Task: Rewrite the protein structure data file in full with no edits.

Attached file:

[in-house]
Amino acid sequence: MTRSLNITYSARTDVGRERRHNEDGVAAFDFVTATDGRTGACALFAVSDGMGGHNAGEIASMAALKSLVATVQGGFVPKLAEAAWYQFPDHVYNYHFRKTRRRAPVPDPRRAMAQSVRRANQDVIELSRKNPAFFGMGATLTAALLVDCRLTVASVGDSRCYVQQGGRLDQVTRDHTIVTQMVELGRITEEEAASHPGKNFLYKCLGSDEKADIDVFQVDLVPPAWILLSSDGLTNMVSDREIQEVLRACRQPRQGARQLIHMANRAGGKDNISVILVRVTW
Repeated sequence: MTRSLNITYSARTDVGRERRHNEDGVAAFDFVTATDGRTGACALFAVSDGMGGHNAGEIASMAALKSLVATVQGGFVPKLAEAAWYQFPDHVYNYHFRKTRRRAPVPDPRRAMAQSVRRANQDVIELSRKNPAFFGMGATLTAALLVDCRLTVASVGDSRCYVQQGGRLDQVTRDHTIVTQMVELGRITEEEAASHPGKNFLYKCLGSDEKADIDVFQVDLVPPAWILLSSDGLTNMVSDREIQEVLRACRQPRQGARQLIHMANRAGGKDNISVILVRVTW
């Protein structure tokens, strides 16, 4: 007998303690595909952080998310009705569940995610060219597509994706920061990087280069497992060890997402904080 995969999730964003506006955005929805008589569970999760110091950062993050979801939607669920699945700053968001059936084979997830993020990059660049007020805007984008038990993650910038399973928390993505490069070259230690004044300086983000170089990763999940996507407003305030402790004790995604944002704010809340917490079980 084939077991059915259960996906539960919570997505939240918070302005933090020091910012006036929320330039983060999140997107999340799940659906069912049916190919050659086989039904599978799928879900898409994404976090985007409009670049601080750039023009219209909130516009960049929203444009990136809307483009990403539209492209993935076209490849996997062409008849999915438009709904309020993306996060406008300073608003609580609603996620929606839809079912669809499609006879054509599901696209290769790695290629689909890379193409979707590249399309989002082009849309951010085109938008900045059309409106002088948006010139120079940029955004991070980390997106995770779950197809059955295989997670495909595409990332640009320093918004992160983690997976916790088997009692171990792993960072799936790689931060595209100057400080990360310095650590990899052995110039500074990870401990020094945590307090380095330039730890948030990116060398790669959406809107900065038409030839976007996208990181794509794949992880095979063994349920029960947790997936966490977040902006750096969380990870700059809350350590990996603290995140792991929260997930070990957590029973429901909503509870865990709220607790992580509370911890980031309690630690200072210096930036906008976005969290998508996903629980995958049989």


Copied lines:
[in-house]
Amino acid sequence: MTRSLNITYSARTDVGRERRHNEDGVAAFDFVTATDGRTGACALFAVSDGMGGHNAGEIASMAALKSLVATVQGGFVPKLAEAAWYQFPDHVYNYHFRKTRRRAPVPDPRRAMAQSVRRANQDVIELSRKNPAFFGMGATLTAALLVDCRLTVASVGDSRCYVQQGGRLDQVTRDHTIVTQMVELGRITEEEAASHPGKNFLYKCLGSDEKADIDVFQVDLVPPAWILLSSDGLTNMVSDREIQEVLRACRQPRQGARQLIHMANRAGGKDNISVILVRVTW
Repeated sequence: MTRSLNITYSARTDVGRERRHNEDGVAAFDFVTATDGRTGACALFAVSDGMGGHNAGEIASMAALKSLVATVQGGFVPKLAEAAWYQFPDHVYNYHFRKTRRRAPVPDPRRAMAQSVRRANQDVIELSRKNPAFFGMGATLTAALLVDCRLTVASVGDSRCYVQQGGRLDQVTRDHTIVTQMVELGRITEEEAASHPGKNFLYKCLGSDEKADIDVFQVDLVPPAWILLSSDGLTNMVSDREIQEVLRACRQPRQGARQLIHMANRAGGKDNISVILVRVTW
């Protein structure tokens, strides 16, 4: 007998303690595909952080998310009705569940995610060219597509994706920061990087280069497992060890997402904080 995969999730964003506006955005929805008589569970999760110091950062993050979801939607669920699945700053968001059936084979997830993020990059660049007020805007984008038990993650910038399973928390993505490069070259230690004044300086983000170089990763999940996507407003305030402790004790995604944002704010809340917490079980 084939077991059915259960996906539960919570997505939240918070302005933090020091910012006036929320330039983060999140997107999340799940659906069912049916190919050659086989039904599978799928879900898409994404976090985007409009670049601080750039023009219209909130516009960049929203444009990136809307483009990403539209492209993935076209490849996997062409008849999915438009709904309020993306996060406008300073608003609580609603996620929606839809079912669809499609006879054509599901696209290769790695290629689909890379193409979707590249399309989002082009849309951010085109938008900045059309409106002088948006010139120079940029955004991070980390997106995770779950197809059955295989997670495909595409990332640009320093918004992160983690997976916790088997009692171990792993960072799936790689931060595209100057400080990360310095650590990899052995110039500074990870401990020094945590307090380095330039730890948030990116060398790669959406809107900065038409030839976007996208990181794509794949992880095979063994349920029960947790997936966490977040902006750096969380990870700059809350350590990996603290995140792991929260997930070990957590029973429901909503509870865990709220607790992580509370911890980031309690630690200072210096930036906008976005969290998508996903629980995958049989």